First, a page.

Scenes Of My New England Boyhood
by: Max Burbank
It was a different time.
Adults were in short supply, more flinty and aloof in affect. Those that were not teachers were store keeps, police or firemen, one's parents or the parents of others. All were suspect.
An hour lasted at least seven of what you have now and a mile was half again as long on any given day, particularly the miles between home and school.
In autumn we burned our leaves without resort to permit, and their aroma could be smelled for miles and days beyond the burning. Fires might spread to fields and yards, structures, children, dogs: all were abundant. The loss of some few was bittersweet but unremarkable.
You could see further then, especially if trouble was coming and you squinted. Playgrounds were our battlefields. In the woods beyond low stone walls there was certainly quicksand. It was widely rumored the railroad tracks led to china, but I never followed them that far.
The wheels on our skateboards were made of stone that sparked against asphalt. If you lost a leg, it grew back, like a starfish, but it was a torment to resist picking the scab.
We feared and admired the French Canadian heathen in their shantytowns and tarpaper shacks down by the river. "Canucks" I'd whisper under my blankets in the flash lit light, imagining their ridged brows, their ruddy skin, their beaver pelt coats, their hockey sticks.
My brother and I, the loose knit band of nearly feral youth we ran with, swam the fall of the Nixon administration like it was a river, forded the Ford and came ashore on Carter, never once knowing our games of army and Red Rover were played out upon squares of yellowed Kodachrome.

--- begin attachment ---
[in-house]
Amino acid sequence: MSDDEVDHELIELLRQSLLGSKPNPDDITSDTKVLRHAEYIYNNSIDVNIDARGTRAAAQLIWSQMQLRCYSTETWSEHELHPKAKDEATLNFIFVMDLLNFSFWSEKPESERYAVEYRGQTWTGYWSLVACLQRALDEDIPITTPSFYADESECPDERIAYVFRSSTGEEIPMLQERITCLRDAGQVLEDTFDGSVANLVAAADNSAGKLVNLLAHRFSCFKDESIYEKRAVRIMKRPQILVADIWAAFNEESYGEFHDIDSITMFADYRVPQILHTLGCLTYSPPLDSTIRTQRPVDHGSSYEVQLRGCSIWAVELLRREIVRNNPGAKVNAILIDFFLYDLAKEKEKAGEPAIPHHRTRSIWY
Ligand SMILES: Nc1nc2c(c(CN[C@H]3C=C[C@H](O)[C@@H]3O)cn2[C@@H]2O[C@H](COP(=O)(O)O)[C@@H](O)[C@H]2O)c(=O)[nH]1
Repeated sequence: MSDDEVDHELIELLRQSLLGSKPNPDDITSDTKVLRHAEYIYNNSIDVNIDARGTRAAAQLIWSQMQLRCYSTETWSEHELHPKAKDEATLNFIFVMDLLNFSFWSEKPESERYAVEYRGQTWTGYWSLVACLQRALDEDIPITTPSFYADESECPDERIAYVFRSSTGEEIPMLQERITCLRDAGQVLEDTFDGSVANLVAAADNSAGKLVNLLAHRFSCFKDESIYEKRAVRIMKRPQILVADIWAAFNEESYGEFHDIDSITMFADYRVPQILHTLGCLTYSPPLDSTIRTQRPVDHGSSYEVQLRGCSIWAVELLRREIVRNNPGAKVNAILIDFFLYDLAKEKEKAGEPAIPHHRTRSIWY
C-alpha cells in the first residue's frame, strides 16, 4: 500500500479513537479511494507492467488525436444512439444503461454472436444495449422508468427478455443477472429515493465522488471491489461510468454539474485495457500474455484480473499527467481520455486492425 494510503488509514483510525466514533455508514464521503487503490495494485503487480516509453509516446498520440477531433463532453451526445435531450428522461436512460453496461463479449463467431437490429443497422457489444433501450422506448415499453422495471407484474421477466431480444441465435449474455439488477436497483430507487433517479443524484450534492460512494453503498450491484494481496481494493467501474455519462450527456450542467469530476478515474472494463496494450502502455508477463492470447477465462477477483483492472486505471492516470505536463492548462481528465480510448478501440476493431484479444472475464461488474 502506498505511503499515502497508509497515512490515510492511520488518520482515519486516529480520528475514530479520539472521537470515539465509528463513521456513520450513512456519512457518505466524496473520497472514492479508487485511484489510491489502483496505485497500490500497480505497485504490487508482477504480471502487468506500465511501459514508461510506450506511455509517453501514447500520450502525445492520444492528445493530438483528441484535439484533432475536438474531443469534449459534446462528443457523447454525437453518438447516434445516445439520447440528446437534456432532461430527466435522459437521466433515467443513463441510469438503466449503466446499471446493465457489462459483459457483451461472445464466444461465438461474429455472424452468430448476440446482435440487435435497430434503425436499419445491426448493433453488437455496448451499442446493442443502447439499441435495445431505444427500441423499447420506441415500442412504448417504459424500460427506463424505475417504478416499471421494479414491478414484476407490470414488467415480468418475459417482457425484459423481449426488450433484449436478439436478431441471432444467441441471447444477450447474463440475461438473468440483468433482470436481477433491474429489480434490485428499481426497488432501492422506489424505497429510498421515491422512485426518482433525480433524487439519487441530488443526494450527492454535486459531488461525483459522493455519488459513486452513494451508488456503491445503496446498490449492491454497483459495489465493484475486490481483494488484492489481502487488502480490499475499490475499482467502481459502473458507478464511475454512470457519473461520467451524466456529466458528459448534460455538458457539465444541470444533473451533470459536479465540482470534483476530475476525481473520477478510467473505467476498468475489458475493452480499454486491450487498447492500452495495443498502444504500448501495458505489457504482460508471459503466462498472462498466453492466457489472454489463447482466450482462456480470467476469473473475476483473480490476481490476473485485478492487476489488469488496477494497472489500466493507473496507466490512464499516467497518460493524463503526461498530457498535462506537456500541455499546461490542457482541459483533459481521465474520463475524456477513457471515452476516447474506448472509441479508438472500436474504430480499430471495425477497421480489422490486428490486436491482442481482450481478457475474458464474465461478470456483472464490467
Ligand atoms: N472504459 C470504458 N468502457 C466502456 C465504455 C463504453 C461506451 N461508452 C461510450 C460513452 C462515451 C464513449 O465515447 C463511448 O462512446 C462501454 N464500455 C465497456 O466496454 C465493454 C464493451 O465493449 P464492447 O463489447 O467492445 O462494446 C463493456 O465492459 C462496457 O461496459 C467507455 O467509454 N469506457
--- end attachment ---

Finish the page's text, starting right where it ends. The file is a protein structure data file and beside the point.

THE ENERGY CRISIS
This was several years before the Crisis on Infinite Earths, around the time of Giant Size X-men #1 in fact. Gasoline became so scarce our fathers stood in lines for it. They gambled for it, traded food and women. I once came upon a family of seven, mummified in their station wagon for want of gasoline, even the dog, mummified. I snapped a finger off the Grandma for a souvenir and kept it in a Lost in Space lunchbox like a reliquary. My father once traded me to a traveling gypsy knife sharpener for a jerry can of watered down gasoline, but it was understood if I could use my wits and lock pick tools to escape I would, and so I did after a week and made my way back, but had to sleep on the porch having lost my share of the bed to our dog Stephen Foster. That was the summer I ate lightning bugs. The use of electrical devices including the telephone machine was curtailed to necessity and enforced by law, personal shame, and roving gangs of Baseball Furies, Lizzies, Rogues, Riffs, Hurricanes and Boppers.